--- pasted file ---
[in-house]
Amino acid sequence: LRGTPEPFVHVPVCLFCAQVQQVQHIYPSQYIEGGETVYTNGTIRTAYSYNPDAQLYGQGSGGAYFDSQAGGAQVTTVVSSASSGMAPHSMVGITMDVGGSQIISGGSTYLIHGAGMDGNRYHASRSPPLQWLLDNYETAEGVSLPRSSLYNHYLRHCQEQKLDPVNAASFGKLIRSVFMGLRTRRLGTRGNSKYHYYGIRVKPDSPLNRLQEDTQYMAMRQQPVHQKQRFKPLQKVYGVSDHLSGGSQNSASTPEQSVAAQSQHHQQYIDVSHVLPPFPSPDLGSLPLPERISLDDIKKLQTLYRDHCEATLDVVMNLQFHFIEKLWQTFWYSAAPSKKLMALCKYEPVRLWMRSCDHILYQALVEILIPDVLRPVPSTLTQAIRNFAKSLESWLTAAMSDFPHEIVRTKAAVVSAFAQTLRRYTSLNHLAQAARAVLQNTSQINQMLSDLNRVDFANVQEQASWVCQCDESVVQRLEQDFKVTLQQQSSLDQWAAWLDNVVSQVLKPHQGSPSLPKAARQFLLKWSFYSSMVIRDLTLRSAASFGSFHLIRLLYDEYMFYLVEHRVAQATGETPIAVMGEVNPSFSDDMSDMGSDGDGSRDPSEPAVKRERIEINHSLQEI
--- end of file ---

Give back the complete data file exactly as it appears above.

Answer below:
[in-house]
Amino acid sequence: LRGTPEPFVHVPVCLFCAQVQQVQHIYPSQYIEGGETVYTNGTIRTAYSYNPDAQLYGQGSGGAYFDSQAGGAQVTTVVSSASSGMAPHSMVGITMDVGGSQIISGGSTYLIHGAGMDGNRYHASRSPPLQWLLDNYETAEGVSLPRSSLYNHYLRHCQEQKLDPVNAASFGKLIRSVFMGLRTRRLGTRGNSKYHYYGIRVKPDSPLNRLQEDTQYMAMRQQPVHQKQRFKPLQKVYGVSDHLSGGSQNSASTPEQSVAAQSQHHQQYIDVSHVLPPFPSPDLGSLPLPERISLDDIKKLQTLYRDHCEATLDVVMNLQFHFIEKLWQTFWYSAAPSKKLMALCKYEPVRLWMRSCDHILYQALVEILIPDVLRPVPSTLTQAIRNFAKSLESWLTAAMSDFPHEIVRTKAAVVSAFAQTLRRYTSLNHLAQAARAVLQNTSQINQMLSDLNRVDFANVQEQASWVCQCDESVVQRLEQDFKVTLQQQSSLDQWAAWLDNVVSQVLKPHQGSPSLPKAARQFLLKWSFYSSMVIRDLTLRSAASFGSFHLIRLLYDEYMFYLVEHRVAQATGETPIAVMGEVNPSFSDDMSDMGSDGDGSRDPSEPAVKRERIEINHSLQEI